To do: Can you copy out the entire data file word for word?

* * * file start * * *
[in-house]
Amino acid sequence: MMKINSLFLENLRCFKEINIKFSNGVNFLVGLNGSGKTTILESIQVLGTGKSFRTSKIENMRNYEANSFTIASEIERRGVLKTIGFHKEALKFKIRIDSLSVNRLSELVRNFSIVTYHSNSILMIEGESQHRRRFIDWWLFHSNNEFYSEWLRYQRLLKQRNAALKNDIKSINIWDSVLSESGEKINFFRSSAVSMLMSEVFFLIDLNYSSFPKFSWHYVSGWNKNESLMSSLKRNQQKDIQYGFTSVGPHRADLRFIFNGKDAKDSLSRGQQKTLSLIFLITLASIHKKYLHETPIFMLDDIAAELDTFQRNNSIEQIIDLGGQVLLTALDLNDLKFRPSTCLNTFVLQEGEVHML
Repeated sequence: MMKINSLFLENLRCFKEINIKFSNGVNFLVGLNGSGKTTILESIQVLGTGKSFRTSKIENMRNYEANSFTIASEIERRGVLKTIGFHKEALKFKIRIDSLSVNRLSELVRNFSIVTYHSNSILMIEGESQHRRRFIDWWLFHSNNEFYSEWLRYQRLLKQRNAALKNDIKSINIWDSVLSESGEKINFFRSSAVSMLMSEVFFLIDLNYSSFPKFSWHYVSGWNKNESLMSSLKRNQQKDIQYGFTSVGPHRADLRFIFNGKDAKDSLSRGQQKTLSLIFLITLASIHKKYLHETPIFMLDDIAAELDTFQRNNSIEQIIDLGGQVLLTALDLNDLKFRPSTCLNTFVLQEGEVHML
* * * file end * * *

[in-house]
Amino acid sequence: MMKINSLFLENLRCFKEINIKFSNGVNFLVGLNGSGKTTILESIQVLGTGKSFRTSKIENMRNYEANSFTIASEIERRGVLKTIGFHKEALKFKIRIDSLSVNRLSELVRNFSIVTYHSNSILMIEGESQHRRRFIDWWLFHSNNEFYSEWLRYQRLLKQRNAALKNDIKSINIWDSVLSESGEKINFFRSSAVSMLMSEVFFLIDLNYSSFPKFSWHYVSGWNKNESLMSSLKRNQQKDIQYGFTSVGPHRADLRFIFNGKDAKDSLSRGQQKTLSLIFLITLASIHKKYLHETPIFMLDDIAAELDTFQRNNSIEQIIDLGGQVLLTALDLNDLKFRPSTCLNTFVLQEGEVHML
Repeated sequence: MMKINSLFLENLRCFKEINIKFSNGVNFLVGLNGSGKTTILESIQVLGTGKSFRTSKIENMRNYEANSFTIASEIERRGVLKTIGFHKEALKFKIRIDSLSVNRLSELVRNFSIVTYHSNSILMIEGESQHRRRFIDWWLFHSNNEFYSEWLRYQRLLKQRNAALKNDIKSINIWDSVLSESGEKINFFRSSAVSMLMSEVFFLIDLNYSSFPKFSWHYVSGWNKNESLMSSLKRNQQKDIQYGFTSVGPHRADLRFIFNGKDAKDSLSRGQQKTLSLIFLITLASIHKKYLHETPIFMLDDIAAELDTFQRNNSIEQIIDLGGQVLLTALDLNDLKFRPSTCLNTFVLQEGEVHML